Growth is back in South America

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By Financial Times

After the collapse of the commodity boom, South America suffered a long, hard and deep slowdown. But now growth is coming back. It may even be stepping up a gear.

In Brazil, falling inflation and a steep drop in interest rates has helped expand consumption. Colombia is enjoying the same. In Argentina, fiscal pump priming ahead of October’s crucial midterm elections is helping to goose activity. Temporary factors that weighed on growth in Chile (a mining strike) and Peru (floods) have also passed. According to Capital Economics, its GDP tracker for Latin America is now expanding at a three-year high of 3 per cent. Bring it on!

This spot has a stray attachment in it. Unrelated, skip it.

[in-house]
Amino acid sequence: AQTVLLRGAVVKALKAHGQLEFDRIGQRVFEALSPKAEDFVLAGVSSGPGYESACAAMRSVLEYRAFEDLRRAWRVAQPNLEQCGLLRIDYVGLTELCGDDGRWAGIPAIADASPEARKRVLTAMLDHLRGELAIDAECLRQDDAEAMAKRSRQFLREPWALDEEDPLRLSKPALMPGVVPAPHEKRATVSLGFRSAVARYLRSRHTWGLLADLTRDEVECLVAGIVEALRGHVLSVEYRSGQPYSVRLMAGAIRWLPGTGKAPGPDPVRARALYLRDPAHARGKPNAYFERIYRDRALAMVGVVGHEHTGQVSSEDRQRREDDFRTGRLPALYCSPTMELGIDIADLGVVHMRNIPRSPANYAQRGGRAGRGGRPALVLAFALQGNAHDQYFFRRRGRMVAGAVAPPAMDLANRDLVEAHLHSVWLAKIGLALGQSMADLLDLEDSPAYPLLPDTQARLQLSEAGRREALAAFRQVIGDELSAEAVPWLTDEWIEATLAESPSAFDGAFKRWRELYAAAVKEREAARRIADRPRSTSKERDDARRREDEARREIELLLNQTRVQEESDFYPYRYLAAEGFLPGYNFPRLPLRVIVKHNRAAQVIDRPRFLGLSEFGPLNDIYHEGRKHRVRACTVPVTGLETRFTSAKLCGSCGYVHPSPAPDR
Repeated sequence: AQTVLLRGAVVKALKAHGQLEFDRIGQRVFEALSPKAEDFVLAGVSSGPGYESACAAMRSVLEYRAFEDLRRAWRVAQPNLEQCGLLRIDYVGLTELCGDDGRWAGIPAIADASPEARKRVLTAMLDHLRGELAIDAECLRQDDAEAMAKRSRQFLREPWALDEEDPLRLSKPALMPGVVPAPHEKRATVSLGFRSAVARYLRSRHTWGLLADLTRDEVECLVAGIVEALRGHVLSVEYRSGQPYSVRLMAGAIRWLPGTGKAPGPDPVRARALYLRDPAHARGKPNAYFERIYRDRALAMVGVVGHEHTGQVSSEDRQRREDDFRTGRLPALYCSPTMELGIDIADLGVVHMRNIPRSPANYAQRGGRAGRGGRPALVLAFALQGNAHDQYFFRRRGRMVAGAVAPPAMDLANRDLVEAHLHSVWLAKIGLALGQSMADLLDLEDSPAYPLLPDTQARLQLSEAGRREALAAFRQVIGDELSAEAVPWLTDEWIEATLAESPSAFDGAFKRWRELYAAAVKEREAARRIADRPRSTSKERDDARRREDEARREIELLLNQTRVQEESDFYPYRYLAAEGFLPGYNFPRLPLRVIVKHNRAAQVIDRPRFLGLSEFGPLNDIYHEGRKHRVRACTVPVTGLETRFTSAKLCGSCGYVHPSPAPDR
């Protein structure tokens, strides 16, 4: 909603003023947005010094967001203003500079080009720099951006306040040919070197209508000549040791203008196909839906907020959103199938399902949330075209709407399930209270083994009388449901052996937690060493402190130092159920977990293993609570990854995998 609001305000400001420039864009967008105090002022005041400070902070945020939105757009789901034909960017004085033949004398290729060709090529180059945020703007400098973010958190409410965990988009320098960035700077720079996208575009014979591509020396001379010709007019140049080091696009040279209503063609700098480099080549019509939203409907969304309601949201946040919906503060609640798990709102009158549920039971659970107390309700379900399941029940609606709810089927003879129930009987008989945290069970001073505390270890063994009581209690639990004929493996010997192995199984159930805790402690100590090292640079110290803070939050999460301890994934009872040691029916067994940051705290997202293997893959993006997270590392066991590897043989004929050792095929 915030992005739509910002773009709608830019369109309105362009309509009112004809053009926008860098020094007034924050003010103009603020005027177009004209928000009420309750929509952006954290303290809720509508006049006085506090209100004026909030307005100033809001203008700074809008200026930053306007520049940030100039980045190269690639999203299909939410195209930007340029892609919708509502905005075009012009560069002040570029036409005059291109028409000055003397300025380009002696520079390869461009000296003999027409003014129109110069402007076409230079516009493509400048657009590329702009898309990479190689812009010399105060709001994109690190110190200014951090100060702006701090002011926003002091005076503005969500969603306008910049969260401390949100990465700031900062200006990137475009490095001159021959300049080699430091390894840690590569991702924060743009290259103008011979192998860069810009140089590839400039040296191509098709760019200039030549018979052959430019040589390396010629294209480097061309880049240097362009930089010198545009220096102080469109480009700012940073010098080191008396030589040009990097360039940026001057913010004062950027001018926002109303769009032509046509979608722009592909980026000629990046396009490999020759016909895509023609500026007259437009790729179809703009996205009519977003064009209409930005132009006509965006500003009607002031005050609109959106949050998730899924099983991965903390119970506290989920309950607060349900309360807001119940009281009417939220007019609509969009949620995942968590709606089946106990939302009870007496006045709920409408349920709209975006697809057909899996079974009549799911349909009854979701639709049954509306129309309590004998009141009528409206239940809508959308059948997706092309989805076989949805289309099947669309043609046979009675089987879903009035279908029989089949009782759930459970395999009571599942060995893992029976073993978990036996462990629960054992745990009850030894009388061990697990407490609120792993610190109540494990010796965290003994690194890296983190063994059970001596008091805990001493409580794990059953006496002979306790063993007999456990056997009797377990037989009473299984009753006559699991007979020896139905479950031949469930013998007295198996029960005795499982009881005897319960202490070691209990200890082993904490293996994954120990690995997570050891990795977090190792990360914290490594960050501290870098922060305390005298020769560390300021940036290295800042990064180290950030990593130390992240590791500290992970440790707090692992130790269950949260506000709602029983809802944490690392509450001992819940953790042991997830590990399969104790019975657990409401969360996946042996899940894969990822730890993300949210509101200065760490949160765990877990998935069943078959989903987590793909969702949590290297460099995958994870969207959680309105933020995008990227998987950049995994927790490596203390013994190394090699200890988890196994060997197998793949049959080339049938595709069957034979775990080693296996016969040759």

This return to growth is a blessed relief for the region. In 2015, Latin America’s $6tn economy registered no growth whatsoever. Last year, it shrank by 1 per cent. Yet the deceleration has in fact been going on far longer. Growth peaked in 2013 at 6 per cent. Since then, it has been a straight line downhill.

If it lasts, this return growth will have important political effects — especially in Argentina. For example, poverty rates there have now started to fall, as President Mauricio Macri’s economic policies start to benefit lower-income families. Sprouting “green shoots” may also take some of the rancour out of the Brazilian and Colombian presidential elections next year.

Sadly, though, that won’t be the case for all countries that have scheduled elections next year. In Mexico, abetted by the uncertainty of the... (Read More)